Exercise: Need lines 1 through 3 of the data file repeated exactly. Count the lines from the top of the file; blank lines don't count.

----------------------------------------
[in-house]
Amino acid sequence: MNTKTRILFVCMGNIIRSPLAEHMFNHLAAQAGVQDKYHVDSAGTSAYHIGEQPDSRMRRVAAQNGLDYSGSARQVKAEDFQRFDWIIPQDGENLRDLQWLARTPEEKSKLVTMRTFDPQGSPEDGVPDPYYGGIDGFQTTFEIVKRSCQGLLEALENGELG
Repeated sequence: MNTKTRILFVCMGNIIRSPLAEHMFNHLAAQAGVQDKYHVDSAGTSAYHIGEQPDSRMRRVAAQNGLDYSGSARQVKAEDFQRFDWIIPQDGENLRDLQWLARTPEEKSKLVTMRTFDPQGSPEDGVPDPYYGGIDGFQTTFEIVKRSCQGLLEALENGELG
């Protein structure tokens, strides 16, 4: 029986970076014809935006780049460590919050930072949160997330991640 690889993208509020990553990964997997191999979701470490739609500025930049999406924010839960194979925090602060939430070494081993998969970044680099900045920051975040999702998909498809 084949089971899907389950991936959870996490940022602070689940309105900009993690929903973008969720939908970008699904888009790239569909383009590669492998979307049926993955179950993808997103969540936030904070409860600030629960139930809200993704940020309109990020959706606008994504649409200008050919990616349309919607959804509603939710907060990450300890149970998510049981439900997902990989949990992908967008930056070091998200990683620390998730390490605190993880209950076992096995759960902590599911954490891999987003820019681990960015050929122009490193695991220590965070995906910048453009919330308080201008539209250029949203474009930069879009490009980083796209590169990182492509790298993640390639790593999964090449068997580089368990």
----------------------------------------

[in-house]
Amino acid sequence: MNTKTRILFVCMGNIIRSPLAEHMFNHLAAQAGVQDKYHVDSAGTSAYHIGEQPDSRMRRVAAQNGLDYSGSARQVKAEDFQRFDWIIPQDGENLRDLQWLARTPEEKSKLVTMRTFDPQGSPEDGVPDPYYGGIDGFQTTFEIVKRSCQGLLEALENGELG
Repeated sequence: MNTKTRILFVCMGNIIRSPLAEHMFNHLAAQAGVQDKYHVDSAGTSAYHIGEQPDSRMRRVAAQNGLDYSGSARQVKAEDFQRFDWIIPQDGENLRDLQWLARTPEEKSKLVTMRTFDPQGSPEDGVPDPYYGGIDGFQTTFEIVKRSCQGLLEALENGELG